Parallel to this event, another 14-year-old victim attended five massage sessions with the accused. The victim had anxiety problems that she intended to alleviate with massage therapy. From the beginning of the professional relationship, the defendant tried to create a bond of complicity and secrecy with the victim, so he suggested that she stay at his house to sleep and he could give her a massage on the beach; he offered her his telephone number so that she could turn to him when she had conflicts with her mother; praised her and said that she was his favourite. He subtly went further in his sexual approach to her.

In the first session, he asked her questions that infringed her privacy and in the following sessions he insisted that she try on, exclusively for him, underwear that he took from a closet. During the massages he channelled his hands towards her external genitalia and breasts, while making complimentary comments about her beauty. One day the minor was receiving a massage for more than an hour and when she left and went to sit in the car, she jumped in pain because she "hurt a lot and she couldn't sit down". Even her mother could appreciate that both breasts were erythematous and the girl told her that she had only been fifteen minutes and not the sixty that she had actually spent with the masseur [14-16].

In summary, the accused, after gaining the sympathy of both minors and their mothers, taking advantage of his status as a massage therapist and breaking the bonds of trust with the mothers who placed the minors under his care, used arguments related to his profession to justify touching the intimate areas of the victims such as breasts or groins, this behaviour causing a self-consciousness and shame in the minors, who initially kept silent at the request of the accused himself (Figures 1 and 2).


Figure 1: Results and psychological and psychopathological profile of the subject obtained from the millon clinical multiaxial inventory (MCMI-III, version 3, 2005).


Figure 2a: Results and psychological and psychopathological profile of the subject obtained from the Millon Clinical Multiaxial Inventory (MCMIIV, version 4, 2018).


Figure 2b: Grossman facets. Results and psychological and psychopathological profile of the subject obtained from the Millon Clinical Multiaxial Inventory (MCMI-IV, version 4, 2018).


In order to objectify the psychological status of the accused, the Millon Clinical Multiaxial Inventory was carried out (version 3 of 2005 and version 4 of 2018).

It is observed that both psychological tests, with regards to the validity scales, present a high index on the “Social Desirability” scale (PREV score = 95 in the MCMI-III and TB score = 83), which suggests that the defendant tries to offer the most positive image of himself possible and that he does not have any type of problem. The rest of the scales, belonging to said validity scales, are in statistical normality, being sincere and not offering a defeatist self-image.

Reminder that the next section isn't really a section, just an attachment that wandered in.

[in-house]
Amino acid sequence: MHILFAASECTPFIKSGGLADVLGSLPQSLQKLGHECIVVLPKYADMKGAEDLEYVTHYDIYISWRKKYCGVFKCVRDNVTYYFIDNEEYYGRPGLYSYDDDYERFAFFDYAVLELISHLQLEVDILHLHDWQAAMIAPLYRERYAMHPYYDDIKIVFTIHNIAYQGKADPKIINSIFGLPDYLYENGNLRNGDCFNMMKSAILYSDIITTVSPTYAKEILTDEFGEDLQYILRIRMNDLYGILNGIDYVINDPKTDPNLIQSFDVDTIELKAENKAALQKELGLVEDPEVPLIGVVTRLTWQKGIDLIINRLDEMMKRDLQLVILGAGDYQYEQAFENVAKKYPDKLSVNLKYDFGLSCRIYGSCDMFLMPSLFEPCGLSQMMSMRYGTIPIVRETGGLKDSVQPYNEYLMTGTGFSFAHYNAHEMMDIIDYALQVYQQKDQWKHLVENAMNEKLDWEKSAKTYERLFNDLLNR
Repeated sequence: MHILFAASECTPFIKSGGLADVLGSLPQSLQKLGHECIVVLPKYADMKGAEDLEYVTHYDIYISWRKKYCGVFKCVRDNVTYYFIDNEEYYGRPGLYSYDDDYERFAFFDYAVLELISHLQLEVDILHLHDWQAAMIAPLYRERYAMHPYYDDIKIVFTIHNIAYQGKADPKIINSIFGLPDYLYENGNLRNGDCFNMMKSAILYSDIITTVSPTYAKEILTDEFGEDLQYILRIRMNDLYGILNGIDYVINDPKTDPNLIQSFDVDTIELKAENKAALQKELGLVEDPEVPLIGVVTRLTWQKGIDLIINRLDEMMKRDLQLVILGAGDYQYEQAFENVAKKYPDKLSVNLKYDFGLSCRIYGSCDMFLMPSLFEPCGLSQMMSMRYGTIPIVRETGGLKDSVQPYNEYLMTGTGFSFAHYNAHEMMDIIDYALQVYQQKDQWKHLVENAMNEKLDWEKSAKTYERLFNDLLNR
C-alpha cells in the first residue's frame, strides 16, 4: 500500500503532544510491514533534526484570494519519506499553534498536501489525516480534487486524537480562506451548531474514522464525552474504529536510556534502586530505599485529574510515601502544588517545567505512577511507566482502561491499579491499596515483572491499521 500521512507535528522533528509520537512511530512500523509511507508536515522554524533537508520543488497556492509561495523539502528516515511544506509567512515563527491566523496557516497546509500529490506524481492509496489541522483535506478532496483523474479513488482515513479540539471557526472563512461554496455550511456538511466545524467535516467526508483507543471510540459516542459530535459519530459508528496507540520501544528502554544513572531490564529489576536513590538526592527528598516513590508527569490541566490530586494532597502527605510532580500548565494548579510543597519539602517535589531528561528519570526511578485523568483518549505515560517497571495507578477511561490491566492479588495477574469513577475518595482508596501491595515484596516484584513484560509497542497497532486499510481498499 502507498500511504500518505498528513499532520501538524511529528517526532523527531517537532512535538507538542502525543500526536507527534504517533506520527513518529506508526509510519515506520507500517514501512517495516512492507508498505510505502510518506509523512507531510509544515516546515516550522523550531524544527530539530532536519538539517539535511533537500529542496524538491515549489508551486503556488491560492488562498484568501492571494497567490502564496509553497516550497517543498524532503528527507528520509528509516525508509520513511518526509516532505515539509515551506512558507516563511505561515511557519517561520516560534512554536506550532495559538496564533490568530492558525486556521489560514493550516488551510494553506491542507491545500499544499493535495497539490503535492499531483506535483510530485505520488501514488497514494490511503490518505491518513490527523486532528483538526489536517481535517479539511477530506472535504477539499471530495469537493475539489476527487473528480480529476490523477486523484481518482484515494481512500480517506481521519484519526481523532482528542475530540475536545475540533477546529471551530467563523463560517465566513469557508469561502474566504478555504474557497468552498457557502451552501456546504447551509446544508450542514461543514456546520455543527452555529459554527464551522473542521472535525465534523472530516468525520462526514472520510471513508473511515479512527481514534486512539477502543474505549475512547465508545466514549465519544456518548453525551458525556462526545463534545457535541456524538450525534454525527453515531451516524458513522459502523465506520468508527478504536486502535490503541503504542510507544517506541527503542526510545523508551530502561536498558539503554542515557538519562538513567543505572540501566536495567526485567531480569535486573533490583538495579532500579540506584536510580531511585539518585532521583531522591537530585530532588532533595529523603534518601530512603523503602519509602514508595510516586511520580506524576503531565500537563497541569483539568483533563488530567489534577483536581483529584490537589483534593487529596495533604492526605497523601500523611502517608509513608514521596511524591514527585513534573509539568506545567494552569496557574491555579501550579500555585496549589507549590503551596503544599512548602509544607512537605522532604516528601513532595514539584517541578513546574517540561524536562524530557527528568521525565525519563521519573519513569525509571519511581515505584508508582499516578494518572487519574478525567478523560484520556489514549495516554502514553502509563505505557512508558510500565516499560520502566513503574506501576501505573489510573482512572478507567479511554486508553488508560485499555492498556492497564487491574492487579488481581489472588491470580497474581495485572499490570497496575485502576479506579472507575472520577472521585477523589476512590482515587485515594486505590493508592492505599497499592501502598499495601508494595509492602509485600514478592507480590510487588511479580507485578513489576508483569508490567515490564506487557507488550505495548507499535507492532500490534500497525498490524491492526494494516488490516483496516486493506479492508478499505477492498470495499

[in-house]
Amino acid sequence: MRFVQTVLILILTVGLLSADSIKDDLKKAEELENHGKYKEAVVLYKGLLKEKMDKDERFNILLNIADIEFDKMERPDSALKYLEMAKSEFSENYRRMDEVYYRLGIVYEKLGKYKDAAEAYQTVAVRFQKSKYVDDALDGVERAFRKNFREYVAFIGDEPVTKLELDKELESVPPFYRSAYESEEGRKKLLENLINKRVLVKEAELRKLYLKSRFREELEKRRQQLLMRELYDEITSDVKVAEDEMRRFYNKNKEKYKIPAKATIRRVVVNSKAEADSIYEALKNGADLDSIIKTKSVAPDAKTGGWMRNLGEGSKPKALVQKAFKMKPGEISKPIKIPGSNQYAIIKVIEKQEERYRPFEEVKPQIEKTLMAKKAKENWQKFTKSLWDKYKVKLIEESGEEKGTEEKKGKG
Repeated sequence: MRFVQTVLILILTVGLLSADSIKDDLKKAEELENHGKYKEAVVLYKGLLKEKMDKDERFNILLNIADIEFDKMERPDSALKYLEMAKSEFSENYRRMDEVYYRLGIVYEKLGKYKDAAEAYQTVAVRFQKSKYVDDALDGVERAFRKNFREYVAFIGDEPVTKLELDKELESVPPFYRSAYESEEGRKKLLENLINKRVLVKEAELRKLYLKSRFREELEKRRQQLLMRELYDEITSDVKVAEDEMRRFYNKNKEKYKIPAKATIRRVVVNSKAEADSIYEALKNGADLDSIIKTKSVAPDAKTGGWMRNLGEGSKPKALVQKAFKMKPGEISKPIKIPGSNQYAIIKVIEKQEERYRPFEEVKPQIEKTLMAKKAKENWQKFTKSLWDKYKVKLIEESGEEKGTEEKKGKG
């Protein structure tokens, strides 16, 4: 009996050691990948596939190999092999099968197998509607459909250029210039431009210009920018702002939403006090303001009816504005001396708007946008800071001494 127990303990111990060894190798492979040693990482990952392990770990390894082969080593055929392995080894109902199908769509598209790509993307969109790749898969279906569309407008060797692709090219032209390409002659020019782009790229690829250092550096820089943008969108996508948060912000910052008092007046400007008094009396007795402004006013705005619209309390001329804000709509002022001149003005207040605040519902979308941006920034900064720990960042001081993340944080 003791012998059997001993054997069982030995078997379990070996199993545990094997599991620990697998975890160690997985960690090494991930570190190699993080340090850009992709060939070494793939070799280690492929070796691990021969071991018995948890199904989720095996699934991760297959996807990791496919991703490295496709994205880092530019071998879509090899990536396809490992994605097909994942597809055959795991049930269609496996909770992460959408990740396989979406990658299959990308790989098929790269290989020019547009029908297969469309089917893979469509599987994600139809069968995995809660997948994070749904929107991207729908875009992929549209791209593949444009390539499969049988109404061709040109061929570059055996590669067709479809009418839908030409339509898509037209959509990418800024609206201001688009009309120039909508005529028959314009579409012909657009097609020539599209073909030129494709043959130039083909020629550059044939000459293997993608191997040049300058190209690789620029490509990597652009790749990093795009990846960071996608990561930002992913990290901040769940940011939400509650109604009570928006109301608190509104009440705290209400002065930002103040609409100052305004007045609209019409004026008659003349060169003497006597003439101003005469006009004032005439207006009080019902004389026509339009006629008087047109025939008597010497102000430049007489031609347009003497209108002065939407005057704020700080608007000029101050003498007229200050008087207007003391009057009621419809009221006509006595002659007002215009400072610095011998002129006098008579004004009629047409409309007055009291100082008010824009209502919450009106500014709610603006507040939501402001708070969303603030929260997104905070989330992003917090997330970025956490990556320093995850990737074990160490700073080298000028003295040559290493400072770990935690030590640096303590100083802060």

In this way, and with regard to the MCMI-III, what stands out are the basic personality traits of the narcissistic-paranoid type (scores of 83 and 79, respectively), as well as a tendency to delusional disorder (score of 75). It should be noted that the subject does not present a tendency towards psycho-emotional dependence, being notable his tendency towards the capacity for personal autonomy (“Dependency” Scale with a score of 40). From the MCMI-III, and due to the low significance of the scores of the rest of the clinical scales, the absence of psychic alteration or dysfunction can be deduced, which suggests that the subject has reasoning and analytical capacity (capable of emotional self-control).

Clinical personality patterns coincide in the presence of basic personality traits of the compulsive-histrionic type and of the tempestuous type (in the MCMI-IV). Said combination of scales is compared with a basic psychopathic profile, characterized as subjects of an impulsive and/or theatrical type of behavioural nature in order to control and manipulate their potential victims and achieve their intentions.

Likewise, both tests show statistically significant scores on the scales pertaining to toxic dependence, which are the following:

• MCMI-III: Alcohol dependence (PREV score = 78) and Substance dependence (PREV score = 81).

• MCMI-IV: Alcohol dependence (TB score = 85).


The description of the case reveals the following criminological elements of forensic importance:

1. The subjugation of the victim through chemical submission, in this case, through the use of marijuana (a substance known as psychodysleptic that diminishes the activity of the central nervous system).

2. The criminal and surreptitious practice of chemical submission on underage victims.

The aforementioned, on the basis that the figure of the minor is a fragile, sensitive and vulnerable victim to harmful external influences, in such a way that the submission against their will based on the consumption of toxins that reduce the activity of the cognitive and/or volitional capacities, facilitates the execution of the crime through greater ease and accessibility to the victims, maximizing a harmful intention on them.

3. The involvement and/or adherence to toxic substances by the perpetrator cause their criminal intent to intensify or aggravate in order to achieve their sexual purpose with minors, transmitting their addictive behavioural pattern to the victims. This means that, from the point of view of forensic praxis, it is necessary to collect information on the content of thoughts and cognitive distortions presented by the aggressor.


Author Info

Bernat-N Tiffon1,2* and Jorge González Fernández3
1Department of Legal Psychology, Universitat Abat Oliba (UAO-CEU), Calle de Bellesguard, 30. 08022, Barcelona, Spain
2Department of Criminal Psychology at ESERP Business and Law School, Calle Girona, 24. 08010, Barcelona, Spain
3Director of La Rioja Institute of Legal Medicine and Forensic Sciences, Spain

Citation: Tiffon BN, Fernández JG (2021) Chemical Submission with Cannabinoid Substances and Prevailment in the Case of Sexual Abuse of Minors. J Alcohol Drug Depend 9: 352.

Received: 22-Jul-2021 Published: 17-Aug-2021, DOI: 10.35248/2329-6488.21.9.352

Copyright: © 2021 Tiffon BN, et al. This is an open-access article distributed under the terms of the Creative Commons Attribution License, which permits unrestricted use, distribution, and reproduction in any medium, provided the original author and source are credited.